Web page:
‘Daily Rituals’ Test Drives: Patricia Highsmith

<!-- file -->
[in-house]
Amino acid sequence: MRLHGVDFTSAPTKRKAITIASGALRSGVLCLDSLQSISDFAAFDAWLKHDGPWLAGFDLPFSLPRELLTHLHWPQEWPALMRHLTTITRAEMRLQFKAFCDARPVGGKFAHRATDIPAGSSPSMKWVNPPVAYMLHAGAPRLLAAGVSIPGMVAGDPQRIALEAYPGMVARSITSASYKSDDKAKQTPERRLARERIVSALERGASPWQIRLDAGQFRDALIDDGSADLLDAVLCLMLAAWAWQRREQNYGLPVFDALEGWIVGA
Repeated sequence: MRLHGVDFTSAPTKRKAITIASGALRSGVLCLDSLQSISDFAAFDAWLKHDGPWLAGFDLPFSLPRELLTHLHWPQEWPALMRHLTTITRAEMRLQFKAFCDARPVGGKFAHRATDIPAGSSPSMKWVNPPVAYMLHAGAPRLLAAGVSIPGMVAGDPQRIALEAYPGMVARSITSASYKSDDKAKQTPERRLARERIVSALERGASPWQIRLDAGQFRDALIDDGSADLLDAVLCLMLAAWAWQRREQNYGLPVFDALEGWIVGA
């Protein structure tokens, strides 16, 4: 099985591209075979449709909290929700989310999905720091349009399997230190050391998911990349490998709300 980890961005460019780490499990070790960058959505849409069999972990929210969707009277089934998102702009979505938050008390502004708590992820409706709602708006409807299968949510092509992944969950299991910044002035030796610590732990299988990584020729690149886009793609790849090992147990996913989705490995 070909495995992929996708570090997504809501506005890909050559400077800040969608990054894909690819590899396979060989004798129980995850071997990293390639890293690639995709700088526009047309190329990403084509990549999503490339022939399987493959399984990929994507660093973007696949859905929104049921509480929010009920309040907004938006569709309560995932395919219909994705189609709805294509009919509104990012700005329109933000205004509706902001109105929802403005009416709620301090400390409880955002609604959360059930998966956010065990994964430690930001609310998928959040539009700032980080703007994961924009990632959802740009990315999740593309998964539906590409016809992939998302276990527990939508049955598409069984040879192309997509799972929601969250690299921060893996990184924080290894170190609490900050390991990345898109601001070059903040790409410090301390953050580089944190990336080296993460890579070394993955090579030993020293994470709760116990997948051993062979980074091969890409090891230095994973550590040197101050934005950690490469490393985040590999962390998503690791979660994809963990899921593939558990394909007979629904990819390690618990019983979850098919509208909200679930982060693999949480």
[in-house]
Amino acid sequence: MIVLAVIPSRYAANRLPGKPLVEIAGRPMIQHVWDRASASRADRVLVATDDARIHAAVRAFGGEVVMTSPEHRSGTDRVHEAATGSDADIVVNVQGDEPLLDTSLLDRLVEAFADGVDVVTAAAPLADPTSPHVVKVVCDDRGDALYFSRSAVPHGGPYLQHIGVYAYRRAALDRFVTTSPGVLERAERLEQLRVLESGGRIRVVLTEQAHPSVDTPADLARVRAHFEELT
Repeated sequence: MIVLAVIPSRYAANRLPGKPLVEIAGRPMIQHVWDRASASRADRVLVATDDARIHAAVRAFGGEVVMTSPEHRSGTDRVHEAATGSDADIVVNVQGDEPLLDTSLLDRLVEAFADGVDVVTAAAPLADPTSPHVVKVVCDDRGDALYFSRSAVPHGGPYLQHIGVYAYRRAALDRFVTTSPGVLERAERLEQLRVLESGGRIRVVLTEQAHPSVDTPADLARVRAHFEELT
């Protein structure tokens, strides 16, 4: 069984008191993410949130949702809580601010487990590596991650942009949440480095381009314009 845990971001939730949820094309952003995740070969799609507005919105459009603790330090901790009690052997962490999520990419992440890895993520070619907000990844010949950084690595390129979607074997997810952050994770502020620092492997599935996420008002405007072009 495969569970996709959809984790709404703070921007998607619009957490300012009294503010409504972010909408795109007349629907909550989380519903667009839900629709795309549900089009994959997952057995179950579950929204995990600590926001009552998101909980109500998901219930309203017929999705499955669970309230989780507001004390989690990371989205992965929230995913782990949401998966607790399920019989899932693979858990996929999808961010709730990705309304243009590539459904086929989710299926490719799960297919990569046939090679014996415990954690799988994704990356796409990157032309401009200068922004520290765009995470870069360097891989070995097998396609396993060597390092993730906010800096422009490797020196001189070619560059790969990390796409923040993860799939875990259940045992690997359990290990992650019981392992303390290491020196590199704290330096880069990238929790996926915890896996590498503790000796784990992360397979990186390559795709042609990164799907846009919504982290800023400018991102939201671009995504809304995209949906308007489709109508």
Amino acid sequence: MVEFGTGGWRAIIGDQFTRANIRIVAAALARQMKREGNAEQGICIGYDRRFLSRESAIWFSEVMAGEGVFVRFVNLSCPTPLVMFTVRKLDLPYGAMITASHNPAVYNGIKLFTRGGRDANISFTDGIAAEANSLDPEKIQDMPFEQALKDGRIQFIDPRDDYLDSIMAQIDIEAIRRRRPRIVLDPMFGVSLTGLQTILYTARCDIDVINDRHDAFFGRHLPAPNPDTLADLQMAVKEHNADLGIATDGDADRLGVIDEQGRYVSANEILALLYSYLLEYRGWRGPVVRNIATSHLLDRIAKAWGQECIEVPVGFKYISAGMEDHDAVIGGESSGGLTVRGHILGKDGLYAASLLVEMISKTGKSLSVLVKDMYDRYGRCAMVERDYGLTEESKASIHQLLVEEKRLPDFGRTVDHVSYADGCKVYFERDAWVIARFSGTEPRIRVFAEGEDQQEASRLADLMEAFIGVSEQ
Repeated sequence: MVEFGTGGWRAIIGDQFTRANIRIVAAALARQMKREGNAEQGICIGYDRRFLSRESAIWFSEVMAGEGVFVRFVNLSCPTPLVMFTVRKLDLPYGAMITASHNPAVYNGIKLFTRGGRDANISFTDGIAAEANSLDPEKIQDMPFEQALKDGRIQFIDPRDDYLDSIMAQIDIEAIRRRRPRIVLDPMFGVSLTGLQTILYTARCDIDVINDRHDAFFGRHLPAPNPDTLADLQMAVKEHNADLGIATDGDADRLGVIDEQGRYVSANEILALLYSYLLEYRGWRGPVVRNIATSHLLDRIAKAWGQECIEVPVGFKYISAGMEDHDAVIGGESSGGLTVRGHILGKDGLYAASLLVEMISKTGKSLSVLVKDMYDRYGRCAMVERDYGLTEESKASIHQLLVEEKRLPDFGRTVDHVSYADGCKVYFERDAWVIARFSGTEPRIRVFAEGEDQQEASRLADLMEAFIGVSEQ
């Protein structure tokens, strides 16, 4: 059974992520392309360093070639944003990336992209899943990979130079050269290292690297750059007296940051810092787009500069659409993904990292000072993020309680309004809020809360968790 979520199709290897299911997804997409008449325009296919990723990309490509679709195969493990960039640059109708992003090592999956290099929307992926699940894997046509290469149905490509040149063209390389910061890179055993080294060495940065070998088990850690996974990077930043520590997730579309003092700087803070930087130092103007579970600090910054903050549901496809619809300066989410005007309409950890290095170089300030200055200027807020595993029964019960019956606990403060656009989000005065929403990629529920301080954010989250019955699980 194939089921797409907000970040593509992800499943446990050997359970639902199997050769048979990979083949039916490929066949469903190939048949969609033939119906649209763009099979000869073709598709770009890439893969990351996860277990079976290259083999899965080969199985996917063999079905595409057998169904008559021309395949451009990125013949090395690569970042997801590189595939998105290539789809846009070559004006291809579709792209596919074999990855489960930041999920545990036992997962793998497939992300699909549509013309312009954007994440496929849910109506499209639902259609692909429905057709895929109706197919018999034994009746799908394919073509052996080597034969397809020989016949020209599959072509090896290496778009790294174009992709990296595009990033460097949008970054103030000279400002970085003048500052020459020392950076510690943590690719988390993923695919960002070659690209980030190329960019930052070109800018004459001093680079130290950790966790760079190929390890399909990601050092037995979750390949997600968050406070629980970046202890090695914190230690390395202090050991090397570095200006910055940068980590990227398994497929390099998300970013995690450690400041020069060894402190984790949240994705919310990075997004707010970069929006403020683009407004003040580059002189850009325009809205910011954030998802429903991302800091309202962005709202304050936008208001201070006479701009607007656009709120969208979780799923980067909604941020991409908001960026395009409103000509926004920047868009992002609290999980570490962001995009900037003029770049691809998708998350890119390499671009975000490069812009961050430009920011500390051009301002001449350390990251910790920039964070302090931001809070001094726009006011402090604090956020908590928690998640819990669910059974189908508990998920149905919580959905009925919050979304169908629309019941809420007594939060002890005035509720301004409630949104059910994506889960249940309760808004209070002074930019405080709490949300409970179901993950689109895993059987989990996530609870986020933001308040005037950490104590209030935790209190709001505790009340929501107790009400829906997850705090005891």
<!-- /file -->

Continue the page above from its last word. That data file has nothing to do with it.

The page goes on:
9780307273604_custom-b0393414440fa19a6b8301f3a6a4855bf6caf661-s6-c30In my continuing quest to try some tweaks to my work process as I work on my Seinfeld book, I lived yesterday at least vaguely in the spirit of Strangers on a Train author Patricia Highsmith (according to the entry about her in Daily Rituals). She seemed kinda unhinged, so I didn’t venture too far into all of her habits. (She said that she had ideas “as frequently as rats have orgasms,” which is an analogy that I will never forget. She also bred snails in her home because she could relate to them more than people, so there’s that.) She aimed for up to 2,000 words of writing a day, which I didn’t hit, but that’s because I’m still in the outlining/rearranging phase that precedes any of my book writing. (I get the info I want written in chunks in a draft, then keep moving them around until they make sense, then rewrite the whole thing; it’s like a very long and involved outline.) But I did spend about three hours yesterday with my notecards and messy, crazy outline thing. And I borrowed one of Highsmith’s specific techniques, which was to, according to biographer Andrew Wilson, “ease herself into the right frame of mind for work” by sitting on her bed surrounded by cigarettes, ashtray, matches, a mug of coffee, a doughnut, and an accompanying saucer of sugar. Of course my version involved the bed and the coffee, sans cigarettes and doughnuts. She also apparently enjoyed “a stiff drink before she started to write,” but that seemed like the worst possible idea at 2 p.m., especially if I was going to get into bed. It seemed to me all that would do is bring on an afternoon nap. (“In her later years,” Daily Rituals says, “as she became a hardened drinker with a high tolerance, she kept a bottle of vodka by her bedside, reaching for it as soon as she woke and marking the bottle to set her limit for the day.” Whoa.) It’s so comforting to learn that even if given an “excuse” to indulge, some indulgences just don’t tempt me. Being in bed worked well, though — it made the process feel a little more fun and relaxed. I also blasted ’90s music, which, it should be noted, was my own addition to the Highsmith regimen.

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